Republicans 'dressed as priests' to avoid detection

Dressing as a priest was the disguise of choice for many northern republicans during the most turbulent period in Irish history
John Monaghan

NORTHERN republicans used a wide variety of disguises to avoid detection in the period of partition and the Civil War, with clerical garb seemingly the most popular choice.

In interviews with former Aghaloo parish priest Fr Louis O’Kane in the 1960s, several admitted dressing as a priest to escape the attention of the authorities.

One Protestant volunteer from Belfast went to considerable lengths to deflect the interest of the B Specials.

Rory Graham, from the Cregagh area of east Belfast, was arrested by B-Specials in the townland of Labby, outside Magherafelt, in 1917.

Fr O’Kane recalled: “He said that being a Protestant he was a sort of a white-blackbird as far as the Catholic Irish Volunteers were concerned. He remained in Belfast until it got too dangerous, and the IRA Intelligence decided that if Rory were captured by the Specials, being a Protestant in the IRA, he would be very brutally killed.”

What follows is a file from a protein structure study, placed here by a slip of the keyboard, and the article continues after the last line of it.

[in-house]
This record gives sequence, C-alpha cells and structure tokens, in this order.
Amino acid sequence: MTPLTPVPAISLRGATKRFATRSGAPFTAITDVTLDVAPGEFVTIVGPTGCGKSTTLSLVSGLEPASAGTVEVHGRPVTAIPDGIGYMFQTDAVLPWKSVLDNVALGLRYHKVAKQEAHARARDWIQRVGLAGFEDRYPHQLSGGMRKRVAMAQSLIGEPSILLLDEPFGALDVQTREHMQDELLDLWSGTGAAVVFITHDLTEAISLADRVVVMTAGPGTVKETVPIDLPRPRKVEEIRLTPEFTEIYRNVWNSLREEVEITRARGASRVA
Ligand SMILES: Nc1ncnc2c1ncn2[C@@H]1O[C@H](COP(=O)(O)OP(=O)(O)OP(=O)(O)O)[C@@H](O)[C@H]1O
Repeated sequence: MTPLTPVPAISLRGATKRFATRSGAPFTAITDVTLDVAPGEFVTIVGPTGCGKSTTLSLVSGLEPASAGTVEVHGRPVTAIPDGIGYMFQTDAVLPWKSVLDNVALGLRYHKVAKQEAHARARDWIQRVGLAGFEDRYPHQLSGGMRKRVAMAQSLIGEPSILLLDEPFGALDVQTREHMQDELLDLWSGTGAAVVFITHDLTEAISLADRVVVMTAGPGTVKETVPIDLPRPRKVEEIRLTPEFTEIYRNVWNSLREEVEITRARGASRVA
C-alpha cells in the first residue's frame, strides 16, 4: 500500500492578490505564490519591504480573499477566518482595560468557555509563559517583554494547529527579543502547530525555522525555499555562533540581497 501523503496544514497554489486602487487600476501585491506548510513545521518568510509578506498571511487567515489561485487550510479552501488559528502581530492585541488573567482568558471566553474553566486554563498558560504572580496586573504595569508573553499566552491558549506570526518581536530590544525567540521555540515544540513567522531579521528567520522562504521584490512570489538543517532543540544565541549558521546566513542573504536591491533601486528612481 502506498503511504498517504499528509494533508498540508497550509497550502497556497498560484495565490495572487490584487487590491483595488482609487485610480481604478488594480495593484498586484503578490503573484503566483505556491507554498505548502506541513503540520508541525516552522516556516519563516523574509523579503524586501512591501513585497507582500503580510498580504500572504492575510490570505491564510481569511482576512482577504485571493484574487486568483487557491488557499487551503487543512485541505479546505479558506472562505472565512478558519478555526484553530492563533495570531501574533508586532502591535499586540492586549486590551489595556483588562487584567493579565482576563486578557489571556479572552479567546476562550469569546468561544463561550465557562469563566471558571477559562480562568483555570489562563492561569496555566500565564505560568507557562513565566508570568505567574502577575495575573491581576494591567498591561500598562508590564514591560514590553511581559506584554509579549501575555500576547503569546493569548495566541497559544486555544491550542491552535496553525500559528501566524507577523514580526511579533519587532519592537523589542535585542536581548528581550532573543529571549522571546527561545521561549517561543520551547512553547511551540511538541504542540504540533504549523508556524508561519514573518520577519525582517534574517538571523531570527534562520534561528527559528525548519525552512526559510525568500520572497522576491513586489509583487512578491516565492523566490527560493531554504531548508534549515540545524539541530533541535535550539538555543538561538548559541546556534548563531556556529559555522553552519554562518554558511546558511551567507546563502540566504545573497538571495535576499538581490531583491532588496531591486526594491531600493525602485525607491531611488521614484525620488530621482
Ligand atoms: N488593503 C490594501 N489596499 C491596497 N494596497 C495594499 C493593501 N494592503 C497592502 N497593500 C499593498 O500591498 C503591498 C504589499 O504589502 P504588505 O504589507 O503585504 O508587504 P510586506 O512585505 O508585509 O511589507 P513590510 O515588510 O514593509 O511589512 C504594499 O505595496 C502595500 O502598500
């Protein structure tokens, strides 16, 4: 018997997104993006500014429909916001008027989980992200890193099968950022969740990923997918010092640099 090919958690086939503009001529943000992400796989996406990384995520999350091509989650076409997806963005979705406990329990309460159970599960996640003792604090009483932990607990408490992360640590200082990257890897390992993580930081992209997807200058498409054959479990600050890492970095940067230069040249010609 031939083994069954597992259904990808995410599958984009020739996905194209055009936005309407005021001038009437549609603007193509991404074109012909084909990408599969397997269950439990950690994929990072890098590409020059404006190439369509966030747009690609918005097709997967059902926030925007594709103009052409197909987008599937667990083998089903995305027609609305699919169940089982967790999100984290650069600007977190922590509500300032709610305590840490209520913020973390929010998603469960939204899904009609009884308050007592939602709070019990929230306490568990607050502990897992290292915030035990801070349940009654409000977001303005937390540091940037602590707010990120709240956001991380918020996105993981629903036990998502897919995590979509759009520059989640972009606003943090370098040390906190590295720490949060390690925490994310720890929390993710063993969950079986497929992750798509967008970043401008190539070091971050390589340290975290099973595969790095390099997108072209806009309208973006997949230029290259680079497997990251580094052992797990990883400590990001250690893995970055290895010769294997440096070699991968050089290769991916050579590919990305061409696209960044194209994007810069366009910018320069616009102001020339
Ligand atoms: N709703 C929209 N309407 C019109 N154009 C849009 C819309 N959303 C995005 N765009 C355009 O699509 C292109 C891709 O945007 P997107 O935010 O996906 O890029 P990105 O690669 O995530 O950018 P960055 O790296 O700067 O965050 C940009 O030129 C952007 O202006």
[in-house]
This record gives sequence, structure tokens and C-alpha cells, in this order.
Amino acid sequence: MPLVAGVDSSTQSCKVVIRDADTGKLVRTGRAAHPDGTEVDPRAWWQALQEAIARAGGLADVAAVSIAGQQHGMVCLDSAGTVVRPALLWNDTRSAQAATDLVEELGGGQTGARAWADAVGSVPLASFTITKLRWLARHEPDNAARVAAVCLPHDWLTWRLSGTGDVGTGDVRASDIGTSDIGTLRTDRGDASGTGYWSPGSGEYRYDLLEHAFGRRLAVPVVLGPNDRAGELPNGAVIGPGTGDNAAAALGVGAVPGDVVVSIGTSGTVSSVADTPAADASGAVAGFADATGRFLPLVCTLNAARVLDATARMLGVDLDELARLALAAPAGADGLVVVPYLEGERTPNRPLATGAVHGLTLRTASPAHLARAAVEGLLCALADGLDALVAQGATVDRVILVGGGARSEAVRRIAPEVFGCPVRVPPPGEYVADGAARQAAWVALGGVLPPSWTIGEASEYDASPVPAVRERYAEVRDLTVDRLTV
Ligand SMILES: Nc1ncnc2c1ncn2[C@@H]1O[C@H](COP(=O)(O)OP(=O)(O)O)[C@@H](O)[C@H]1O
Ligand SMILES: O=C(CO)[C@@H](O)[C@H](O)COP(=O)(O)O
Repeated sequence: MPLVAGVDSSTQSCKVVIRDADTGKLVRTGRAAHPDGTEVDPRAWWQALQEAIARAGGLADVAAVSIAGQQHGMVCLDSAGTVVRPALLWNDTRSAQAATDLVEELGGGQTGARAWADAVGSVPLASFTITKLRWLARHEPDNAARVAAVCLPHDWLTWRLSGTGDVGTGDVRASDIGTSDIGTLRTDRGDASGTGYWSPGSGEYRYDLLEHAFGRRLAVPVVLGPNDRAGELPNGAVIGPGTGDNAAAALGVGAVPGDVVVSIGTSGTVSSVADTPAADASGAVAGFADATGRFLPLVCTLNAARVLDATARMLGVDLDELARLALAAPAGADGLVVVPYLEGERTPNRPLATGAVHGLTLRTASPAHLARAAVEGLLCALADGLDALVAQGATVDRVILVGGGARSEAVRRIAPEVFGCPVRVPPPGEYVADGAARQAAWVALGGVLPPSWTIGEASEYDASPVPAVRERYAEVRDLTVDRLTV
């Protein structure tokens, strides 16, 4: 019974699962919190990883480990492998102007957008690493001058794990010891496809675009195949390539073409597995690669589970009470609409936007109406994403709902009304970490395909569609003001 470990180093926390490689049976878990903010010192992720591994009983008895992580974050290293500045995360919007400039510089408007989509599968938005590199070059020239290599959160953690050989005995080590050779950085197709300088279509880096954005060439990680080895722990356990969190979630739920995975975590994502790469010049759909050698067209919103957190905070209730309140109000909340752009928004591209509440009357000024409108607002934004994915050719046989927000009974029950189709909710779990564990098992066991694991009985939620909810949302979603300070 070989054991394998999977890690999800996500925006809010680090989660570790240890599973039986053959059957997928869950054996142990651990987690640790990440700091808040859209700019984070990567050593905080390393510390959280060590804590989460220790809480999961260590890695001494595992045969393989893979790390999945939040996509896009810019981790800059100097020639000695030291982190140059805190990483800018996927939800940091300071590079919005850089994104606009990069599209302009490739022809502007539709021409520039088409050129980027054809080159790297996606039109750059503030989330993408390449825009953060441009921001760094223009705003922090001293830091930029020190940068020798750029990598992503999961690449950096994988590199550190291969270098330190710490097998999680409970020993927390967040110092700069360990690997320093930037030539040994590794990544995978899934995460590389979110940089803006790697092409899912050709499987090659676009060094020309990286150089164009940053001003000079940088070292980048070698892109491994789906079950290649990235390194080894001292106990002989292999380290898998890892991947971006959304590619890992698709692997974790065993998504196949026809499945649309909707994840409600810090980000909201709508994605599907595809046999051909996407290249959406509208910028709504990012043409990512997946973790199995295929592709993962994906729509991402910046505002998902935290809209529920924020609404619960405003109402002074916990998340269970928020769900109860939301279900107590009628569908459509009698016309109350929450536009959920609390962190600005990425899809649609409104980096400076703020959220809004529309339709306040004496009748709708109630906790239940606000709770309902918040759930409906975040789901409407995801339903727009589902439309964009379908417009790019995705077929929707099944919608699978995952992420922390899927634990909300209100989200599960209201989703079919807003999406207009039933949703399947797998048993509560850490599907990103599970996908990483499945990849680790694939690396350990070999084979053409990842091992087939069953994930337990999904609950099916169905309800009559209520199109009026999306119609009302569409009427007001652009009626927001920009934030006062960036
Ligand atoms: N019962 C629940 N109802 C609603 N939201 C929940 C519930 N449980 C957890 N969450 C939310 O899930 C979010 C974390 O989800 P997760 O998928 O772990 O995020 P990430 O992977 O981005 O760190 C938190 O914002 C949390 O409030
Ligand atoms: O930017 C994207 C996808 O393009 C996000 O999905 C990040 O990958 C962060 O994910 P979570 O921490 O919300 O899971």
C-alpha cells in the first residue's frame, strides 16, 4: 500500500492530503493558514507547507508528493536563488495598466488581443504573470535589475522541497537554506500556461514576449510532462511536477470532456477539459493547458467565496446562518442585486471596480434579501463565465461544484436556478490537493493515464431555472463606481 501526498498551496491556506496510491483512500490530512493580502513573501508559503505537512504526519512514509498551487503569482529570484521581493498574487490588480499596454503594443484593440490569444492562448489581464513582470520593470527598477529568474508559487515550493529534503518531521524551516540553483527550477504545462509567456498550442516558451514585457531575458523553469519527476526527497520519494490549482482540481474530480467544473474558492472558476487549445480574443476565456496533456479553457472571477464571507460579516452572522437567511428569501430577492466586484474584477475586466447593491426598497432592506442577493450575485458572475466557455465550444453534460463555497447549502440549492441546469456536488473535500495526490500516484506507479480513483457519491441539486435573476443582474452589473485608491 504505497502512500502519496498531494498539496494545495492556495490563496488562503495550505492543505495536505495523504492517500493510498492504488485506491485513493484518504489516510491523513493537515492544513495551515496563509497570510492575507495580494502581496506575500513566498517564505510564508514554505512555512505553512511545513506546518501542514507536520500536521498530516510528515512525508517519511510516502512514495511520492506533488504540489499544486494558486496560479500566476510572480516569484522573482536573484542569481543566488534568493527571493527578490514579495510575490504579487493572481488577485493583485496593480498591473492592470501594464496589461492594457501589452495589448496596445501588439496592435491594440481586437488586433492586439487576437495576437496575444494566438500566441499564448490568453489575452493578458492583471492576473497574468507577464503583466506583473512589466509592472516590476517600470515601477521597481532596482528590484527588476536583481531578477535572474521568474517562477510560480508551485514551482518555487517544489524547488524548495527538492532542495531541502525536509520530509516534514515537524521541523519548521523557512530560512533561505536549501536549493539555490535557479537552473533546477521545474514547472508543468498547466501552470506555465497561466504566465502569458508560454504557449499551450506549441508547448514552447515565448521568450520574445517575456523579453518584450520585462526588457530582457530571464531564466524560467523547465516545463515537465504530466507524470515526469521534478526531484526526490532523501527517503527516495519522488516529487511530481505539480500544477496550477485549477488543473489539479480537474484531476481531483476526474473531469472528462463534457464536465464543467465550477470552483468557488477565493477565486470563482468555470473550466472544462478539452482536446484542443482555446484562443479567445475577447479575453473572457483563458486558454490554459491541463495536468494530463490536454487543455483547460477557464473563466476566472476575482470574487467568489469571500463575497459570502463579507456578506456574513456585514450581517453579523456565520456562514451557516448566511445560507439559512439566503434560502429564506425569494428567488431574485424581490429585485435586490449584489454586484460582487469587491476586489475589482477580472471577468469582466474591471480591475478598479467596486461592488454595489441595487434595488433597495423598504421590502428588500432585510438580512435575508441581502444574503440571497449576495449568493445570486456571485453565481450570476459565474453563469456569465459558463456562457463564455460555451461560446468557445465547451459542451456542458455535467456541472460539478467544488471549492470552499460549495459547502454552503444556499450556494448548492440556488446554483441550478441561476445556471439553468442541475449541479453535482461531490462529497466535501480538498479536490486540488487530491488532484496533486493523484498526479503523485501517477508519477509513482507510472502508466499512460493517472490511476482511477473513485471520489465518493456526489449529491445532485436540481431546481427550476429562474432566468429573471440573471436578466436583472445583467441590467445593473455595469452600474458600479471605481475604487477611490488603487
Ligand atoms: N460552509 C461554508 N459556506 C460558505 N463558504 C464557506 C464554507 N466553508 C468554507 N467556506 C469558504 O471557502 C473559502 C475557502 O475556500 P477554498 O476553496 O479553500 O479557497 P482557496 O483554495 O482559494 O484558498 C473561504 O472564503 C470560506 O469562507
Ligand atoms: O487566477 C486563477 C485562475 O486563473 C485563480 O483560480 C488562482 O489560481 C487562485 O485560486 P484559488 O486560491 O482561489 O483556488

“When he was asked his name (upon his arrest in Labby) he said he was Lawrence Roderick McGlone, and that he was a student for the priesthood of the Diocese of Baltimore, USA.”

“To keep up the disguise which had been arranged weeks before, Mary Toner from Labby came and innocently asked the guard at the gate to see prisoner McGlone, that he had left his rosary beads behind him when he was arrested.”

Tom Morris, from Moneymore, Co Derry, a former British major during the First World War and later a key player in the south Derry IRA, explained how clerical dress was the best disguise, noting that “once they saw the collar, they let you through.”

While travelling to Kildress in Co Tyrone to check on a republican attack on a bridge, Mr Morris was able to escape the attentions of police at a checkpoint without any difficulty.

He said: “They just saluted me and we drove on.”

In Co Tyrone, meanwhile, volunteers on the run in Lough Neagh in May 1922 disguised themselves as a wedding party in order to cross into Co Monaghan.

Fr O’Kane recalled: “For the purpose of the disguise Lizzie Devlin was to be the bride; Mary Martin her ‘bridesmaid’; and the Coalisland volunteers were ‘groom’ and ‘best man’. This fake wedding party with a couple of others were driven safely over the border to Clones in Tommy O’Neill’s 16 h.p.”


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